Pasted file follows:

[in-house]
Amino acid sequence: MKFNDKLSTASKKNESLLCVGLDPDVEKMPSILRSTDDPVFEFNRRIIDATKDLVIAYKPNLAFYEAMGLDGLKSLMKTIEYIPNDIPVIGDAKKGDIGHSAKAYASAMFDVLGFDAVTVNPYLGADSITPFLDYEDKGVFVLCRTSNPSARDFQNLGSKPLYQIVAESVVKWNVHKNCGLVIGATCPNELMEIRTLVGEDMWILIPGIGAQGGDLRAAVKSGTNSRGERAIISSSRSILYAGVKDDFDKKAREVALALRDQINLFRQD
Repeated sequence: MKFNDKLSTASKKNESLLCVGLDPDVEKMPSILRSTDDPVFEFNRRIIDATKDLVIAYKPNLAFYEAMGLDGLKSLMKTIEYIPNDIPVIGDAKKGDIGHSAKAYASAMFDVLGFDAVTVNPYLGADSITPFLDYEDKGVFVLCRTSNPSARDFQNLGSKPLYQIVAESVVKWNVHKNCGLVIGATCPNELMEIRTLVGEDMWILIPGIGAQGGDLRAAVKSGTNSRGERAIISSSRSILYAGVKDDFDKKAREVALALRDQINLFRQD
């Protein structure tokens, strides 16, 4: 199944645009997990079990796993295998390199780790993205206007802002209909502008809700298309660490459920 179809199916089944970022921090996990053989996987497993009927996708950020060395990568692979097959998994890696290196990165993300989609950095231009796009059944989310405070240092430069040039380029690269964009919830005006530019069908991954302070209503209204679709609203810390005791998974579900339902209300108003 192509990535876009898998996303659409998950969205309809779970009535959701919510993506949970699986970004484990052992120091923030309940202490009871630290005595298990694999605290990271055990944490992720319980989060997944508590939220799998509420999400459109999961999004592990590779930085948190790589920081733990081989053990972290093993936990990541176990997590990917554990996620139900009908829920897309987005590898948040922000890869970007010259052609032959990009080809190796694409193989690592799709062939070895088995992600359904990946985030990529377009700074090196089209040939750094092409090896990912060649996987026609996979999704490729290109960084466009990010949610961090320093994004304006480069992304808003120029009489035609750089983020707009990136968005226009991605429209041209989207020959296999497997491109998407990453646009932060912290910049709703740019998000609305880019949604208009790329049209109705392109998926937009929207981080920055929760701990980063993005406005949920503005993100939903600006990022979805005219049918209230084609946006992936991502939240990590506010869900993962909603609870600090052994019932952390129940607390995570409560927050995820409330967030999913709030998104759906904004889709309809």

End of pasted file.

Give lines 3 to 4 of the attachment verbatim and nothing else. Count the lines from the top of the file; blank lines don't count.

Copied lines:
Repeated sequence: MKFNDKLSTASKKNESLLCVGLDPDVEKMPSILRSTDDPVFEFNRRIIDATKDLVIAYKPNLAFYEAMGLDGLKSLMKTIEYIPNDIPVIGDAKKGDIGHSAKAYASAMFDVLGFDAVTVNPYLGADSITPFLDYEDKGVFVLCRTSNPSARDFQNLGSKPLYQIVAESVVKWNVHKNCGLVIGATCPNELMEIRTLVGEDMWILIPGIGAQGGDLRAAVKSGTNSRGERAIISSSRSILYAGVKDDFDKKAREVALALRDQINLFRQD
């Protein structure tokens, strides 16, 4: 199944645009997990079990796993295998390199780790993205206007802002209909502008809700298309660490459920 179809199916089944970022921090996990053989996987497993009927996708950020060395990568692979097959998994890696290196990165993300989609950095231009796009059944989310405070240092430069040039380029690269964009919830005006530019069908991954302070209503209204679709609203810390005791998974579900339902209300108003 192509990535876009898998996303659409998950969205309809779970009535959701919510993506949970699986970004484990052992120091923030309940202490009871630290005595298990694999605290990271055990944490992720319980989060997944508590939220799998509420999400459109999961999004592990590779930085948190790589920081733990081989053990972290093993936990990541176990997590990917554990996620139900009908829920897309987005590898948040922000890869970007010259052609032959990009080809190796694409193989690592799709062939070895088995992600359904990946985030990529377009700074090196089209040939750094092409090896990912060649996987026609996979999704490729290109960084466009990010949610961090320093994004304006480069992304808003120029009489035609750089983020707009990136968005226009991605429209041209989207020959296999497997491109998407990453646009932060912290910049709703740019998000609305880019949604208009790329049209109705392109998926937009929207981080920055929760701990980063993005406005949920503005993100939903600006990022979805005219049918209230084609946006992936991502939240990590506010869900993962909603609870600090052994019932952390129940607390995570409560927050995820409330967030999913709030998104759906904004889709309809």